Authors & Events
Gifts & Deals
Nov 01, 2011
| ISBN 9780307474551
Nov 09, 2010
| ISBN 9780307594259
Nov 09, 2010
| 744 Minutes
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Nov 01, 2011 | ISBN 9780307474551
Nov 09, 2010 | ISBN 9780307594259
Nov 09, 2010 | ISBN 9780307875891
In his introduction to a revolutionary theory of the cosmos, Martin Bojowald shows how the big bang theory may give way to the big bounce theory, which describes our universe as an eternal series of expansions and contractions, with no beginning and no end. In 2000, Bojowald, then a twenty-seven-year-old postdoctoral student at Pennsylvania State University, used a relatively new theory called loop quantum gravity—a cunning combination of Einstein’s theory of gravity with quantum mechanics—to create a simple model of the universe. Loop quantum cosmology, or LQC, was born, and with it, a theory that managed to do something even Einstein’s general theory of relativity had failed to do—illuminate the very birth of the universe.
In 2000, Martin Bojowald, then a twenty-seven-year-old post-doc at Pennsylvania State University, used a relatively new theory called loop quantum gravity—a cunning combination of Einstein’s theory of gravity with quantum mechanics—to create a simple model of the universe. Loop quantum cosmology was born, and with it, a theory that managed to do something even Einstein’s general theory of relativity had failed to do—illuminate the very birth of the universe.Ever since, loop quantum cosmology, or LQC, has been tantalizing physicists with the idea that our universe could conceivably have emerged from the collapse of a previous one. Now the theory is poised to formulate hypotheses we can actually test. If they are verified, the big bang will give way to the big bounce. Instead of a universe that emerged from a point of infinite density, we will have one that recycles, possibly through an eternal series of expansions and contractions, with no beginning and no end.Bojowald’s major realization was that unlike general relativity, the physics of LQC do not break down at the big bang. The greatest mystery surrounding the origin of the universe is what cosmologists call the big bang “singularity”—the point at the beginning of the universe, prior to the existence of space and time, when gravity, along with the temperature and density of the universe, becomes infinite. The equations of general relativity can’t cope with such infinities, and as a result big bang theory has never been able to give any explanation for the initial condition of our universe, succeeding only in describing and explaining the evolution of the universe from that instant onward. Bojowald’s theory takes us right up to the first moment of the universe—and then back, even before the big bang itself.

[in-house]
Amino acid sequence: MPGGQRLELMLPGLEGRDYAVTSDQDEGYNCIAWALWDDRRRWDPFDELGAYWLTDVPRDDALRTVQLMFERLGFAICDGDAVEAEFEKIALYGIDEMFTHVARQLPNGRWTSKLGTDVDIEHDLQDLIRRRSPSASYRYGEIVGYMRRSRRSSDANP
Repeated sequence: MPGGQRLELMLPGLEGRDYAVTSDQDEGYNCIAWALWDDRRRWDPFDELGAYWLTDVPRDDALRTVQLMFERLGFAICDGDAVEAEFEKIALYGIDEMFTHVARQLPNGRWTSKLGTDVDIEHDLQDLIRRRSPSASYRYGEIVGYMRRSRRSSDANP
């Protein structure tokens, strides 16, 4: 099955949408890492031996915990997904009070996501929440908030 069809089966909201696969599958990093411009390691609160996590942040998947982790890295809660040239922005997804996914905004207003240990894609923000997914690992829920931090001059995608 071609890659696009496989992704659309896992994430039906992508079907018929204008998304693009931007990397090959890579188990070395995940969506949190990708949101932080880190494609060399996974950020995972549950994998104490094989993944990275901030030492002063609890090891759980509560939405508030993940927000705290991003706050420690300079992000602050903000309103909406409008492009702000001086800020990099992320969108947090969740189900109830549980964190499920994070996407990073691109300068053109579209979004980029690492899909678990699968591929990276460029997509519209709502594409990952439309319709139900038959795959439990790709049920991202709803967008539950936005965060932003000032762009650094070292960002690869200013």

Martin Bojowald is an associate professor of physics at Pennsylvania State University’s Institute for Gravitation and the Cosmos. Originally from Germany, he now resides in Pennsylvania.
“Readers will find undoubted insights into one possible explanation of the universe at its most fundamental and will experience the work of top-level science.”—The Wall Street Journal“Once Before Time tells the story of Bojowald’s discovery and its implications in fascinating, eloquent, even literary prose.”—New Scientist“Bojowald argues precisely and meticulously.”—Providence Journal “Bojowald manages to describe these complicated ideas without bogging down in mathematical notation. And like Stephen Hawking, he manages to help readers over the difficult spots with entertaining and literate prose.”—Pittsburgh Post-Gazette “Bojowald’s explanations are thorough and logical, and his ideas and metaphors [have] panache.”—The Columbus Dispatch
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